Class 2 and 2a – Low Power, Low Risk
Class 2 and 2a lasers have low power and emit visible light. They will cause harm if viewed for longer than 1000 seconds or if they have enough power will cause pain when viewed for longer than 0.25 seconds (the eye aversion response time). Class 2 lasers, often termed “low power” or “low risk” laser systems, are visible lasers which are only hazardous if the viewer overcomes his or her natural aversion response to bright light and continuously stares into the source. While such an event is remote, it could just as readily occur as blinding oneself by forcing oneself to stare at the sun for more than 10 to 20 seconds.
Precautions are required to prevent continuous staring into the direct beam. Momentary (less than 0.25 second) exposure occurring in an unintentional viewing situation is not considered hazardous.
Examples of Class 2 lasers are code readers in food stores, laser tag guns, and positioning lasers in medical applications. This class is further redefined dependent on whether the laser is continuous (CW) or pulsed:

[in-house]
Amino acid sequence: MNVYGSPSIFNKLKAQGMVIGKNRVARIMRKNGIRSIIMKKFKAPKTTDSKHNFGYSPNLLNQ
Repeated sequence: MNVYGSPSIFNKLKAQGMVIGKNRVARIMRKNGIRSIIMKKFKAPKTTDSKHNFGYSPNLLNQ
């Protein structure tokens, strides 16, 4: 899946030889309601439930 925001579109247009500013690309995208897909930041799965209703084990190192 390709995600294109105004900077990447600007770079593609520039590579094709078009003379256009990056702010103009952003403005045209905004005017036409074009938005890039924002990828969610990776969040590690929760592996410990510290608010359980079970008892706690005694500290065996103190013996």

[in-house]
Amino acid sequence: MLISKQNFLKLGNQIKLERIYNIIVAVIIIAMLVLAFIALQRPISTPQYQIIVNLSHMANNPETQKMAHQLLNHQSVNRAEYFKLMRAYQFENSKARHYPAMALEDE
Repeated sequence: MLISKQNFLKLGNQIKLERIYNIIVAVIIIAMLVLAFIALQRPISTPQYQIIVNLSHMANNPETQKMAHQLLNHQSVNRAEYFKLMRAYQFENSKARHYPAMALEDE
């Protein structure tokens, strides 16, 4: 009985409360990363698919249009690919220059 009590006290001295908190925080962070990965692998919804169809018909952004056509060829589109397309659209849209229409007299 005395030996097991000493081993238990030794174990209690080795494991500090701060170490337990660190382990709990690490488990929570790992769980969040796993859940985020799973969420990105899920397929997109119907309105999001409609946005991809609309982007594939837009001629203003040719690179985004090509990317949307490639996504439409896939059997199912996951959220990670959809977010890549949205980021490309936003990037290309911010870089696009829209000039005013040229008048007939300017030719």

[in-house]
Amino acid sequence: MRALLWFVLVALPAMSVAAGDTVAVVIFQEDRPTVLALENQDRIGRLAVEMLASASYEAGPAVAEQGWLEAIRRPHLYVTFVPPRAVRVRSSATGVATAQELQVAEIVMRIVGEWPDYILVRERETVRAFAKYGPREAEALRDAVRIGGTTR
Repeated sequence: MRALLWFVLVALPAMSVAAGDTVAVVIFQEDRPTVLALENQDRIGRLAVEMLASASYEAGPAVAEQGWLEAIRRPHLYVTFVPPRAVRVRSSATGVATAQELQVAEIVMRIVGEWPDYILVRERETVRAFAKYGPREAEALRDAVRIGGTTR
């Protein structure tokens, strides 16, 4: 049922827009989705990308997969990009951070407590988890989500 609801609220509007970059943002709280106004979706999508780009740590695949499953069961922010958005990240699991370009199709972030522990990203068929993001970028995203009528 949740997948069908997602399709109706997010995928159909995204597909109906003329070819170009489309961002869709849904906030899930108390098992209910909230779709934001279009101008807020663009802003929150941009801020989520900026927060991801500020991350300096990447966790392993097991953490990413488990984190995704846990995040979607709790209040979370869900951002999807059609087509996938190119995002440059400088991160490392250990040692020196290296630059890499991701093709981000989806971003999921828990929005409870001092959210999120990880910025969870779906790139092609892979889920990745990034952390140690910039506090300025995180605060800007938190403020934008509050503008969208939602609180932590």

- Visible (400 nm to 700 nm) Continuous Wave (CW) laser devices that can emit a power exceeding the limit for Class 1 for the maximum possible duration inherent to the design of the laser or laser system, but not exceeding 1 mW.
- Visible (400 nm to 700 nm) repetitively pulsed laser devices that can emit a power exceeding the appropriate limit for Class 1 for the maximum possible duration inherent to the design of the laser device but not exceeding the limit for the 0.25 second exposure. Additionally, there is a Class 2a laser further defined as a visible (400 nm to 700 nm) laser or laser system that is not indented for intra-beam viewing and does not exceed the exposure limit for 1000 seconds of viewing time.
Class 3a and 3b Lasers – Moderate Power, Moderate Risk
Class 3a lasers or laser systems would not normally injure the eye if viewed for only momentary periods (within the aversion response of 0.25 seconds) with the unaided eye, but may present a greater hazard if viewed using collecting optics. Those lasers are labeled with a CAUTION label.
Another group of Class 3a lasers have DANGER labels and are capable of exceeding permissible exposure levels for the eye in 0.25 seconds and still pose a low risk of injury.